In the early morning hours of October 24, 1968, two alarms sounded in the Oscar 1 Launch Control Center. The alarms were OZ, outer zone, and IZ, inner zone, perimeter alerts at the United States Air Force’s Oscar 7 missile silo, down the highway from the Launch Control Center. While OZ alerts were frequently tripped by wildlife at facilities like Oscar 7, IZ alarms were considerably more rare, and simultaneous signals on both systems were nearly unheard of. It was a strong indicator that someone was trespassing on the launch site of one of the world’s deadliest weapons, a Minuteman missile with a nuclear warhead. The Oscar Flight Security Controller, Staff Sergeant William Smith Jr., immediately dispatched a Security Alert Team to investigate.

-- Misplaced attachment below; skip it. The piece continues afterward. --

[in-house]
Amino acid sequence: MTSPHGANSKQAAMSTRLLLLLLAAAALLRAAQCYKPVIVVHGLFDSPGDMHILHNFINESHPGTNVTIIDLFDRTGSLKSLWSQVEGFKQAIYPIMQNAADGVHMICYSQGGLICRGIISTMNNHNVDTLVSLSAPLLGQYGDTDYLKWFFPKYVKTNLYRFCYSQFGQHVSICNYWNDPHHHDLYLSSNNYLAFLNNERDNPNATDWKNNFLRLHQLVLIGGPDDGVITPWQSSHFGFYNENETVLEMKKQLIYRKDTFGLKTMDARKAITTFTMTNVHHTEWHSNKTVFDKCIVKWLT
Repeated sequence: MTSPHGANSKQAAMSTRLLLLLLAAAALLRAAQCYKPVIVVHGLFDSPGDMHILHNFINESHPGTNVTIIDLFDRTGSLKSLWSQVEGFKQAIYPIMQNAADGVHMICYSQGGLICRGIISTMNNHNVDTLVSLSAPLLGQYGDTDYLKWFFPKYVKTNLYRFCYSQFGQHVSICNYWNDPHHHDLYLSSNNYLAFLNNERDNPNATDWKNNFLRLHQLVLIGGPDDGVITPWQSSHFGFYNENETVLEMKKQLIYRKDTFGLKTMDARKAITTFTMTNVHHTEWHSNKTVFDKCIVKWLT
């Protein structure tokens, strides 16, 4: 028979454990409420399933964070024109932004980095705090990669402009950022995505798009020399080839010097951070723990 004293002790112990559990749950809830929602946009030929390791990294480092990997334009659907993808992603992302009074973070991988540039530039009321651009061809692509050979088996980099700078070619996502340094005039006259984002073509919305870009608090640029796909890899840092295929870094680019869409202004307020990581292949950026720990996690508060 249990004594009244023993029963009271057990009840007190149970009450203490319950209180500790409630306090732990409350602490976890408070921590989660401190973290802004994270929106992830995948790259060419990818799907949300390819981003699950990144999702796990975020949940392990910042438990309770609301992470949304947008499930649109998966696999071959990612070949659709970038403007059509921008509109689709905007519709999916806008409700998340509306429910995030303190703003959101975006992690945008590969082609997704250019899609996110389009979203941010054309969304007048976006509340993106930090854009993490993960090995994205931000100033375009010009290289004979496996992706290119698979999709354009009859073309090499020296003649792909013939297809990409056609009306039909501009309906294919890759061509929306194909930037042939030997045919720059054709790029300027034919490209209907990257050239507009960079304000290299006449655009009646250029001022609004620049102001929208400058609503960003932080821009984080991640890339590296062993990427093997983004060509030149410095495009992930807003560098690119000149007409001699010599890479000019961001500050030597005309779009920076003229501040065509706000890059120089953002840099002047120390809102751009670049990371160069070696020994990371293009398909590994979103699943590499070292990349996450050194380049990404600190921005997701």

Although no intruders were found, someone had been there. The outer zone alarm had been tripped when someone opened the gate, which could only be done by unlocking a padlock, with a key. The lock still hung, unlocked, on the gate. The inner zone alarm was triggered after the intruder opened the outer weather hatch on the silo, removed the inner vault door, also known as the B-plug, and tampered with the combination lock in an attempt to open the main door.
The implications were undeniable. This was not a false alarm. Someone, or some thing, had tried to get in the missile silo.
Written, produced, and narrated by Troy Larson
Music: Long Note One, Long Note Two, Long Note Four, Gloom Horizon, and Vanishing, by Kevin MacLeod, Incompetech.com
Sound effects via FreeSound.org
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